I've been wondering why Team 9 keeps sending emails about their tears, why my recent Skype call with the kids ended with me in tears and why whenever I run into people who've made the
trip to the orphanage, they shed tears as they recall their experience.
I remember the first time I cried during my trip to Uganda in 2006. I had been spending time with a very poor family in a rural village in the southwestern corner of the country. After several days of photographing Margaret and her many children, it came time for me to board a bus and head back to Kampala. Margaret and the kids walked me to the main road and stood with me as I waited for my ride. We could barely communicate, but Margaret and I knew something important had shifted in our lives that week, and tears were rolling down our faces. Then, just before I got on the bus, I was presented with a bunch of freshly picked bananas, two sweet potatoes and an avocado, all neatly arranged in a basket Margaret had woven from palm fronds. She had nothing but a one-room mud hut, a small square garden out back and one dress she wore every day. Still, she insisted on sharing what she had, and she did it with dignity.
I cried off and on all the way back to Kampala. And I've shed countless tears during my many subsequent trips to Uganda.
Why all the tears?
To be honest, I often feel ashamed of the excess in my life. That I can and do shove more than Margaret's annual income across the counter at Nordstrom for yet another pair of boots that I have to squeeze into my overstuffed closet. That the money I spend on one chai latte would feed five of Margaret's children for the whole day. That I keep my extra possessions in a storage unit that charges the equivalent of sending three of those kids to school for an entire year. Maybe the tears represent a gnawing sense of emptiness that I can't seem to fill regardless of the number of things I buy.
To be honest, I often feel that relationships are conditional. That I'm not sure where I stand with someone because of something said or not said, something done or not done, something felt or not felt, something given or not given. Maybe the tears represent the sense of frustration and loss that come with conditional love.
To be honest, I often feel that I judge too much. That I appraise people too quickly based on appearance, social status or educational background. That I criticize people before putting myself in their shoes. That I don't reach out with an open hand often enough. Maybe the tears represent a sense of embarrassment over not accepting people as they are.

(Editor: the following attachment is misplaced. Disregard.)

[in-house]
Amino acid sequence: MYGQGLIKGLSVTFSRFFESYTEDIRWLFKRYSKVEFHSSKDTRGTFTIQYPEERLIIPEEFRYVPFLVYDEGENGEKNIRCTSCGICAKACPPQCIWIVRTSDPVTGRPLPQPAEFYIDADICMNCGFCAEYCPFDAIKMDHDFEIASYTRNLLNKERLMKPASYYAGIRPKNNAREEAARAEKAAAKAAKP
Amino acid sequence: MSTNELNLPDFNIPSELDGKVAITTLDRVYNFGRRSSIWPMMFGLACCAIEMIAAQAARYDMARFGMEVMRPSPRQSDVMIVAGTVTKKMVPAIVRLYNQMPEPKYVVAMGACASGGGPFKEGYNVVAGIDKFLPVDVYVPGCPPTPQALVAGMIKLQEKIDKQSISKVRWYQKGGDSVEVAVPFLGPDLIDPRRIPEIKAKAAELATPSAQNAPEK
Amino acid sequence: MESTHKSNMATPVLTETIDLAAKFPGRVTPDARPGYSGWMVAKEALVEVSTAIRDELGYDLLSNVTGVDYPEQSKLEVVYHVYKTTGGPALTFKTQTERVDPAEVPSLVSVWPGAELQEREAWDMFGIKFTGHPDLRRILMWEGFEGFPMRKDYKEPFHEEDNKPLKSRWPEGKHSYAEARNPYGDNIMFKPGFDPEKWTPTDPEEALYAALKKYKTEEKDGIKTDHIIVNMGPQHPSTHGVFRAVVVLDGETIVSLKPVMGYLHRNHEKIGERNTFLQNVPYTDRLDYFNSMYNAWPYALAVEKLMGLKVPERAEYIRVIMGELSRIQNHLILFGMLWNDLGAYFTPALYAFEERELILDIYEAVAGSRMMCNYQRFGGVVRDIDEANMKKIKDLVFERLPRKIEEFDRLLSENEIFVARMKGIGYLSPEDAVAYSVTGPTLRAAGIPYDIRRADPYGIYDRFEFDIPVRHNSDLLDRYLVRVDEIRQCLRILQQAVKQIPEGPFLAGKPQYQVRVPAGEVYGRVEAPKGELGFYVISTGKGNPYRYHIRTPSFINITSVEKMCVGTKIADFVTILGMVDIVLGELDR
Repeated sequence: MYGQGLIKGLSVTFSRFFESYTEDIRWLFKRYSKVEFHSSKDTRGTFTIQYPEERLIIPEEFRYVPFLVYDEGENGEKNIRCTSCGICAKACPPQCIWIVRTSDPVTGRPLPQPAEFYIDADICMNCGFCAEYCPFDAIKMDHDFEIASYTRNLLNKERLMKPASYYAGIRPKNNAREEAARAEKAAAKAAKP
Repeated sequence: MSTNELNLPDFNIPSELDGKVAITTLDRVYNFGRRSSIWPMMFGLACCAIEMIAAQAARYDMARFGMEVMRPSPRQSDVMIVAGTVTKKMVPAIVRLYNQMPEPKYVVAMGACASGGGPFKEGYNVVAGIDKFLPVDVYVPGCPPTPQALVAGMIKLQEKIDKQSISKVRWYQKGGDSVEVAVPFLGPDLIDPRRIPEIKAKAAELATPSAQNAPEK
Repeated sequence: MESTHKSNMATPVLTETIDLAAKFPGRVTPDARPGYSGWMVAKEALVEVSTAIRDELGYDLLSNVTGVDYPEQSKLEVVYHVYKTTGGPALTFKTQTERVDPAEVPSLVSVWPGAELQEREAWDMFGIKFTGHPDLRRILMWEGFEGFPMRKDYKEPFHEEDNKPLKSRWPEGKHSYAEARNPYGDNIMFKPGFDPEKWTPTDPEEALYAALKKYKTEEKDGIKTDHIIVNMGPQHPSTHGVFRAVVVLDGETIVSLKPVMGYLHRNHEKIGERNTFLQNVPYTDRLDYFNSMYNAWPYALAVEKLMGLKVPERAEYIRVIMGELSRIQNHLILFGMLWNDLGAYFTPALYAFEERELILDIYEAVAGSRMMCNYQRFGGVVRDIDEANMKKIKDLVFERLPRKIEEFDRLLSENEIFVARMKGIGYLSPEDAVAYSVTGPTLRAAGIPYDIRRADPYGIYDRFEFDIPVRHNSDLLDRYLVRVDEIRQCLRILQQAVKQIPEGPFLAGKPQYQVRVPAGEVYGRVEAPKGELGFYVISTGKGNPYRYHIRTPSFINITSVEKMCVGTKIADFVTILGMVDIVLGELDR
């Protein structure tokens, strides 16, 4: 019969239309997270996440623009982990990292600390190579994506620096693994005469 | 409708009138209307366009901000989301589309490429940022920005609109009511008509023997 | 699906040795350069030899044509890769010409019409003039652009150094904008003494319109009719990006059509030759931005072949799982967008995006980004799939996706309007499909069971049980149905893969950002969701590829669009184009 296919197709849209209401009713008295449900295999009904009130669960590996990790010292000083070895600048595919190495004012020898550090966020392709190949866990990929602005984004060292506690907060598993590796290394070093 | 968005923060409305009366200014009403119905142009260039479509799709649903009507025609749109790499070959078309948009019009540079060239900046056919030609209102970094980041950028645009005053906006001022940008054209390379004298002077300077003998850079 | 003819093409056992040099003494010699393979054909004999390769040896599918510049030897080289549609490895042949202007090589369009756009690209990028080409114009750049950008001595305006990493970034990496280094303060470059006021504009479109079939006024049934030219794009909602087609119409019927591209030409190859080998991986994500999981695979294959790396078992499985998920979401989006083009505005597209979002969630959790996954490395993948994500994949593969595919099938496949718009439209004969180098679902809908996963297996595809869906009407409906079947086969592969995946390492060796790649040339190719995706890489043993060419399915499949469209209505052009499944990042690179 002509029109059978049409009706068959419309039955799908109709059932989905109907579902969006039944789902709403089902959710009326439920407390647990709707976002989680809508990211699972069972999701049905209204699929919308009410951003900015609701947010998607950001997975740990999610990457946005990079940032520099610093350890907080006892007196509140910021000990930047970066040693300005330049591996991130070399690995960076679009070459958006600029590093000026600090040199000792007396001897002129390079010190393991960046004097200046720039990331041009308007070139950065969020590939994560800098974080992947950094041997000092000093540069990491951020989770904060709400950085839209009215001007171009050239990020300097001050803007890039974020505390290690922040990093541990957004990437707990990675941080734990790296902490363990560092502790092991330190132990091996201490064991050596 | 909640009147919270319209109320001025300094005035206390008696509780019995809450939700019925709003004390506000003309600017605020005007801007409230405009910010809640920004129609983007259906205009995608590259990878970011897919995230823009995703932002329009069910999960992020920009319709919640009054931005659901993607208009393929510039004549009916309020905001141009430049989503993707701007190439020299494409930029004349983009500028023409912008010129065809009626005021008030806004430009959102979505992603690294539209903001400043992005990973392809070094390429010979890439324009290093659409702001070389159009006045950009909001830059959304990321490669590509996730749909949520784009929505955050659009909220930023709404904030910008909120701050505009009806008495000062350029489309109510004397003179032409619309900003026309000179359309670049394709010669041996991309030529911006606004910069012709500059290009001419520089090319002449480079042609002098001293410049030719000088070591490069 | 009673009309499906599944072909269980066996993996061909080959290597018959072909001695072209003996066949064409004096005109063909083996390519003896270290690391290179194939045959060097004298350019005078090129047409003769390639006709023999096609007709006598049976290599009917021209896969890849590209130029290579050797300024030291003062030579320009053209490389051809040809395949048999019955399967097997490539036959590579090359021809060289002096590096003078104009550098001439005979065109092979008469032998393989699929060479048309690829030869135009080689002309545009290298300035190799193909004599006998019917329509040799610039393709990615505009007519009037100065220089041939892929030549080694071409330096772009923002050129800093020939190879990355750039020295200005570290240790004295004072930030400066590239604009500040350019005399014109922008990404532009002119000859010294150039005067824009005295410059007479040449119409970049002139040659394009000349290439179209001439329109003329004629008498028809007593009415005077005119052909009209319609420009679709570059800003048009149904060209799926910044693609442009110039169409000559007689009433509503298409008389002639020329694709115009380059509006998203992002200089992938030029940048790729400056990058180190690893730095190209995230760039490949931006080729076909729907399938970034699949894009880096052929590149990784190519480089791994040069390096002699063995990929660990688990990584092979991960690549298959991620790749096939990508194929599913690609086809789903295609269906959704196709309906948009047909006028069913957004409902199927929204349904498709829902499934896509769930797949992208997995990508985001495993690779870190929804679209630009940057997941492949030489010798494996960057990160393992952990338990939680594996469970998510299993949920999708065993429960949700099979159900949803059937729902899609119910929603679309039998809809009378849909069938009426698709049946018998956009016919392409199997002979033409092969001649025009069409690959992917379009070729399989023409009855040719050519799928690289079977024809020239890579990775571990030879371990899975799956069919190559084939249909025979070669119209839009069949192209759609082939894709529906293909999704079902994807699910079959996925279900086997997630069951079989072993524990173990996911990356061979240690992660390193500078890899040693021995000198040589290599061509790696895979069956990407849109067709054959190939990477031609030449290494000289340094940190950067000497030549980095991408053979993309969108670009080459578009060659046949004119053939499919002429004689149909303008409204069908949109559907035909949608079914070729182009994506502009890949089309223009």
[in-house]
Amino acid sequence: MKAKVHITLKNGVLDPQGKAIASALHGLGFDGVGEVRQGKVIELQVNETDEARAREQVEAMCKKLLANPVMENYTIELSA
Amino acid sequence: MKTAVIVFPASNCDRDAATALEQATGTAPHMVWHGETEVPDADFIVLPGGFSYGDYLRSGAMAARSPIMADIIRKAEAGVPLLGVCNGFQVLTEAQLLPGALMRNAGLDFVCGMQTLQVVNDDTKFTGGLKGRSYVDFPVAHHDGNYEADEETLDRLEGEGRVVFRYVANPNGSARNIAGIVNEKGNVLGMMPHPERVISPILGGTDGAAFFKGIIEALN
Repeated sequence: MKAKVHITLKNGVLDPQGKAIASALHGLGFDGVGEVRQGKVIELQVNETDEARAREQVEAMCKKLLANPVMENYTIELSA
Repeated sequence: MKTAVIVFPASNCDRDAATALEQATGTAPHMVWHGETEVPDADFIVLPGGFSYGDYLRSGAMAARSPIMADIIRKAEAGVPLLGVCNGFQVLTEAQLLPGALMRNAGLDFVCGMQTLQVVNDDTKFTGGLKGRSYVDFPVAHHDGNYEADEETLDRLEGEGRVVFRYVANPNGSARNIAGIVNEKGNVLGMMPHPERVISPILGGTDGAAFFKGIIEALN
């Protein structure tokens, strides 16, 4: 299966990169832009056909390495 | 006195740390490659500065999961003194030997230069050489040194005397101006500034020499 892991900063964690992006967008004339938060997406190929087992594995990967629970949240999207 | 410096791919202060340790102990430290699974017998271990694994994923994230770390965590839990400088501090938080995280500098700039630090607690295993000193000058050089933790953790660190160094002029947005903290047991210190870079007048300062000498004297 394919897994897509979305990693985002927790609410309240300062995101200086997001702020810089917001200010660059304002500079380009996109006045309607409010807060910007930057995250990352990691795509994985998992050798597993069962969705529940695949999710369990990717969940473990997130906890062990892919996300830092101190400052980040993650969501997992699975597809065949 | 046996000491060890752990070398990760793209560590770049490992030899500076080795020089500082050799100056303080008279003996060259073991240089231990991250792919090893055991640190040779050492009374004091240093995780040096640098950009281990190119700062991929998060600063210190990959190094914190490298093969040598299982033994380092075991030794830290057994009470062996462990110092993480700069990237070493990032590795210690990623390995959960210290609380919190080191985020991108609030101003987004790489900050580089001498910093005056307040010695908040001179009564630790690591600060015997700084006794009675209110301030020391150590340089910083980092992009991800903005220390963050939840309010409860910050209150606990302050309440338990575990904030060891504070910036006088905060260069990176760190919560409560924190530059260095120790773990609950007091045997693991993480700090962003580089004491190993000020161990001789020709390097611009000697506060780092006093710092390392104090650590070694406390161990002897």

All of these emotions rise to the surface when I'm in Uganda (and I sense that present and past team members may feel the same way).
The children I've met there will love you even if you don't live in a big house, even if you don't wear makeup or jewelry or fancy shoes, even if your pockets are torn and empty, even if you aren't Hollywood pretty or Harvard smart. They love you just because you show up... and because you open your heart. They joyfully take your hand when you first meet, and they never let go.
Maybe that's the thing about tears. Maybe they flow when we simply open our hearts. Maybe they run down our cheeks because we forget about ourselves, all those clothes in our closet, the cars in our garage and the electronic gadgets in our living room. Maybe they flow because we take a break from trying to impress, compete and do what's expected of us. Maybe they well up in our eyes because we realize what's important and what's really not. That perhaps we're wasting too much of our precious time running in circles (the literal translation for mzungu, which is what those of us with white skin are called, is "aimless wanderer"), acquiring, accumulating, counting, measuring, weighing and judging - and not enough time being kind to ourselves and one another, not enough time loving.
Which is what Margaret and her kids, and all the children I've met over these many years of travel to Uganda have tried, without really trying, to teach me. Be present, be kind, be simple and open your heart... and let those tears go right on flowing.
"The camera is an instrument that teaches people how to see without a camera." - Dorothea Lange